“You know what’s a sign of a good actor? Being so engrossed in his character and his performance that you don’t even notice that you’ve made it a good 30 min or so thru the film without so much of a glance at your top billed movie star. That actor is Scoot McNairy. We saw him a few weeks back in Argo, but here he was Frankie, hired by a low level mob guy to rob a high stakes card game run by a different mob guy. With his Boston accent and Casey Affleck-ish charm, he captivated me through all that initial sequence. I almost didn’t want Brad Pitt to show up because I was liking this guy so much.
But oh, Brad Pitt did show up. He was the mob hitman, Jackie (though I never actually caught his name said in dialog). Something I love about Pitt as an actor is that while he may be one of the biggest stars of today, his performances are always so subtle and nuanced. Not the big name big performance you’d expect from a star of his level (for example, from his other half Angelina). Here he brought the required bad assery that goes with being a hitman by being smooth and cool and calculated. He didn’t wave around guns or prove his muscle. He said just as much as he needed to and got the job quickly, efficiently, and professionally. Richard Jenkins was a pretty good person for him to play off of. Jenkins matter of fact-ness complimented Pitt’s suaveness quite nicely.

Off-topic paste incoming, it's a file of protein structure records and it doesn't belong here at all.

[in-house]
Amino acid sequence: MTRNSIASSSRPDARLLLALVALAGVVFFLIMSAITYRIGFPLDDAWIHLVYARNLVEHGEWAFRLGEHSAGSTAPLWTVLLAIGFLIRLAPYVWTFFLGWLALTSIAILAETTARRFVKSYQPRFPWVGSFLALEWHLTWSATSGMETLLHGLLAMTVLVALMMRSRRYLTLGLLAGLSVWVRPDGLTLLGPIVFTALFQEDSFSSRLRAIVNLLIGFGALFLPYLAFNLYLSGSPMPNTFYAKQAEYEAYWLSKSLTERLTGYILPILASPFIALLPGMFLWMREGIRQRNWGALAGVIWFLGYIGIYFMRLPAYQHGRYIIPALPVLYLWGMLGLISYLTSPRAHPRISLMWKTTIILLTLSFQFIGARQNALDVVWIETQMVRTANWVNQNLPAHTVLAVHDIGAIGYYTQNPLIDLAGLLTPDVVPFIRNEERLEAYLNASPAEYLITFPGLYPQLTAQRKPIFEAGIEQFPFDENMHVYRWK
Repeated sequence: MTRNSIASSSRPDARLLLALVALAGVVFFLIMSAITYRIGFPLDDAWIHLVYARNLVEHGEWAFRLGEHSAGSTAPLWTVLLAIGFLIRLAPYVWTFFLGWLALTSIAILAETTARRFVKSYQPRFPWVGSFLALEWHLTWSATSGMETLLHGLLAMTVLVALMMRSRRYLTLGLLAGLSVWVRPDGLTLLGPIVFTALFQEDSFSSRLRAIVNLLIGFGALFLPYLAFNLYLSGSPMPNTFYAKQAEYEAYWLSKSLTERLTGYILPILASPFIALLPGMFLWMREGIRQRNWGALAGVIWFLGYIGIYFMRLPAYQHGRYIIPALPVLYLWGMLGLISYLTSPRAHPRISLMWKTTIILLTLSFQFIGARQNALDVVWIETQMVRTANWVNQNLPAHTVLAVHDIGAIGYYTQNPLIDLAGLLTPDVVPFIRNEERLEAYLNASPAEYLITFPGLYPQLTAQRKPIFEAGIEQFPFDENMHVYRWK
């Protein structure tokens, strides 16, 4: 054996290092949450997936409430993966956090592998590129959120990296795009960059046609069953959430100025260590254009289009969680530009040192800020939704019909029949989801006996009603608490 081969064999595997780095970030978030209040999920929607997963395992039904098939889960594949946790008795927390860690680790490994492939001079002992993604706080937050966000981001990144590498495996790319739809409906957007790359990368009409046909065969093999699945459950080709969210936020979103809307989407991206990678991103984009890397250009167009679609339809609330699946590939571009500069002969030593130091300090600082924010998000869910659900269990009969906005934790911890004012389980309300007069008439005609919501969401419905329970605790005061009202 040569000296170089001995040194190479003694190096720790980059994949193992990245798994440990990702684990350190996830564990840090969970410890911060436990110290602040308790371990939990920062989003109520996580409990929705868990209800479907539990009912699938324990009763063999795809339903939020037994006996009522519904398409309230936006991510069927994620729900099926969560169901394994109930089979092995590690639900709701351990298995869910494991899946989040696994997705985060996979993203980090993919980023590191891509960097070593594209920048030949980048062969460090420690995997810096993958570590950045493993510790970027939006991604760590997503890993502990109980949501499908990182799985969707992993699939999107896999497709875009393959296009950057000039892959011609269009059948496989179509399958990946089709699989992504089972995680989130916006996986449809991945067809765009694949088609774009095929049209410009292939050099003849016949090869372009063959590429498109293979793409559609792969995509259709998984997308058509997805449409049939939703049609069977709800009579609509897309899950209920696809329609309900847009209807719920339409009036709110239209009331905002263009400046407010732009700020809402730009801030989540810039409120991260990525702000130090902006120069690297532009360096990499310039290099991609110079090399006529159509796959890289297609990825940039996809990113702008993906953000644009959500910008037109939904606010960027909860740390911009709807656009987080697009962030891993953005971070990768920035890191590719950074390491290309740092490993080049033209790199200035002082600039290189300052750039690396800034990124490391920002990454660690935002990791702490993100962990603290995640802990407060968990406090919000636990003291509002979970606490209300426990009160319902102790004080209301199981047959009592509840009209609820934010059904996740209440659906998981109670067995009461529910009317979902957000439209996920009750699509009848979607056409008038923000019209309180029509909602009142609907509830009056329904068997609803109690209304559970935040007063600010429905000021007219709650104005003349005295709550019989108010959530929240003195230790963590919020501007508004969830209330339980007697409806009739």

While we’re on the subject of actors, I’ll continue that momentum. James Gandolfini was a bit of a miss for me. The idea behind his character was cool (past his prime hitman who no longer had it together) but he played him waaaaay too sleezy. I was just disgusted watching him. Other people in the crowd found him funny, judging by the giggles, but his schtick got old fast.
Much of the buzz I’m picking up about this film is on the cast, and it is well deserved. I did like the feel of it. It had a very Guy Ritchie vibe and I loved a lot of the fun that Andrew Dominik had with it. There was some humor mixed in with the dark underworld, and some of the shots were really cool and creative. The story was made most interesting by the characters, but a lot of the details were lost on me. I couldn’t keep track of some of the mob hierarchy and I never quite knew how a couple of them fit in. I also didn’t entirely get why there were constant clips of Obama speechifying. That became a little clearer in the last scene, but it was a ploy that came off a bit pretentious. Some quick googling makes sense of the whole thing in context, but I prefer to get there without having to do homework.
Killing Them Softly – \m/ \m/ \m/
Side note: This might be the last post for a couple weeks. I’m caught up on what’s out, and unless there’s some indie whose release is flying under the radar, there isn’t anything I’m interested in for next week. I finished up my Top 100 Reboot yesterday, and I don’t wanna start another mini until I knock down my queue of purchases acquired on Black Friday. Will likely wait until I get back from Christmas to start up the next one, but there is a whole mess of Christmas time releases to look forward to before then.”